In recent weeks the press has been full of the news of the spread of ash die-back disease (Chalara fraxinea) and the full implications of the disease becoming all too horribly clear.
Vigilance is important
The main concentration of cases are in mature ancient forests in East Anglia, along the coast where easterly winds arrive from Scandinavia, but more outbreaks are being discovered on an almost daily basis. Gardeners are often at the front line of disease identification and eradication and vigilance is important if the full force of the disease is not to be felt here as it has in other countries. Denmark has already lost over 90% of its Ash population. Ash makes up around 30% of the UK’s tree cover, some 80million trees, and is a highly valuable part of the country’s ecosystem.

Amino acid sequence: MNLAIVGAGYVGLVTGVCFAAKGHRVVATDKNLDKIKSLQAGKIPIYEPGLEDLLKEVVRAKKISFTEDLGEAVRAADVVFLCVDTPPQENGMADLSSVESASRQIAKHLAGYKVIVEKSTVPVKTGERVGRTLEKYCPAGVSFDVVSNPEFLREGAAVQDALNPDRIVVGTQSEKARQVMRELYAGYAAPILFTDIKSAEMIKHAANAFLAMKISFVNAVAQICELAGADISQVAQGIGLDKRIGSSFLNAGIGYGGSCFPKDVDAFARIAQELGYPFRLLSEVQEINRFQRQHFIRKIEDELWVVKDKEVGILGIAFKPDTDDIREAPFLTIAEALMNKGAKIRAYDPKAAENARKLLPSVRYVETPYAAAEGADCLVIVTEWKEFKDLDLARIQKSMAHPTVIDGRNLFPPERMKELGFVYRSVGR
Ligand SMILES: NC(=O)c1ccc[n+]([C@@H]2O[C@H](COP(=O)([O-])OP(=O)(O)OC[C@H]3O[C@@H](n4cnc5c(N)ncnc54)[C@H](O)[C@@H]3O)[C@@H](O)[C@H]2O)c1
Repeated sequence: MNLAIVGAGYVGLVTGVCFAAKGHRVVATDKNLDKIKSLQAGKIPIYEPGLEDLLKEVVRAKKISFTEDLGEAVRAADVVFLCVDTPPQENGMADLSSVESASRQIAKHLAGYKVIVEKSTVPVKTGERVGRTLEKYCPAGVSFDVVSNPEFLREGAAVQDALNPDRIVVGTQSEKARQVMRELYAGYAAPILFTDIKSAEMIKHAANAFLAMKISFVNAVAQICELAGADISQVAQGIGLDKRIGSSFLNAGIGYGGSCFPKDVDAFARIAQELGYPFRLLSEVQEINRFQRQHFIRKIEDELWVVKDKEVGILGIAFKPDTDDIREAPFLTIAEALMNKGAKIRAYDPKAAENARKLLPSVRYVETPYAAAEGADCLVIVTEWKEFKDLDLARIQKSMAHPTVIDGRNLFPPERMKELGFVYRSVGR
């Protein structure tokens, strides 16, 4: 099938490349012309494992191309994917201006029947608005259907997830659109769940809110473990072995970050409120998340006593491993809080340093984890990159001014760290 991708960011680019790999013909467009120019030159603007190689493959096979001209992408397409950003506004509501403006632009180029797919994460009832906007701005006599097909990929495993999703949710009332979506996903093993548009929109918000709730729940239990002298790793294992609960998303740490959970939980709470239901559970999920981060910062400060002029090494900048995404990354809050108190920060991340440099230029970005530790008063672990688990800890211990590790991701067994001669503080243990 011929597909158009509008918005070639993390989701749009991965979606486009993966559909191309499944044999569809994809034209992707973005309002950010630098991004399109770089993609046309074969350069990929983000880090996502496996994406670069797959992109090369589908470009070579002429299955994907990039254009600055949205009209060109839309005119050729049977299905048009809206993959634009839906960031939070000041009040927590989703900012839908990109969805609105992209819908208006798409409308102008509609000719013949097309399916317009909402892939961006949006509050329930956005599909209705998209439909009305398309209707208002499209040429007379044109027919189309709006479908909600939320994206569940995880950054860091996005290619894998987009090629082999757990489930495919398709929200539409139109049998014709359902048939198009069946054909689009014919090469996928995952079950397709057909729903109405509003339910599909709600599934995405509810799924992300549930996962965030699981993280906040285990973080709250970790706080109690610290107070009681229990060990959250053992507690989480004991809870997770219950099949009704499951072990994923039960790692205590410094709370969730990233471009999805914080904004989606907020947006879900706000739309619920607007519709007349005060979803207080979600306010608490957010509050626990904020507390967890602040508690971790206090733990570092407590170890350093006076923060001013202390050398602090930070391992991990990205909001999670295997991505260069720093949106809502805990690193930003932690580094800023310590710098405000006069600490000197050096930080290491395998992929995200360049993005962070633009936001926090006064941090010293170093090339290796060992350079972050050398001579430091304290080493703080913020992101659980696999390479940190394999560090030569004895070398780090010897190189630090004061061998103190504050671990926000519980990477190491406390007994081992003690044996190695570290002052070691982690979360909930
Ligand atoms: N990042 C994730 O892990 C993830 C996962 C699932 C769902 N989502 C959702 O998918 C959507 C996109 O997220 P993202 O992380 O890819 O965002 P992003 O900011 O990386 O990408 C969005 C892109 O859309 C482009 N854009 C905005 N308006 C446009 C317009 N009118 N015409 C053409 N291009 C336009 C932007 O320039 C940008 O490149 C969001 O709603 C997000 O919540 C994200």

Symptoms of Chalara fraxinea
The Forestry Commission’s website has extensive guidance on the identification of the disease and how suspected cases should be reported. Go to www.forestry.gov.uk/chalara for more information.
Ash Tag website
Further information can be found at the Ash Tag website which includes an interactive map to show current geo photo reports. An interactive app called Ashtag is available free for both Android and iPhone users to help you identify and report suspected Ash Dieback disease. Visit www.ashtag.org for more information.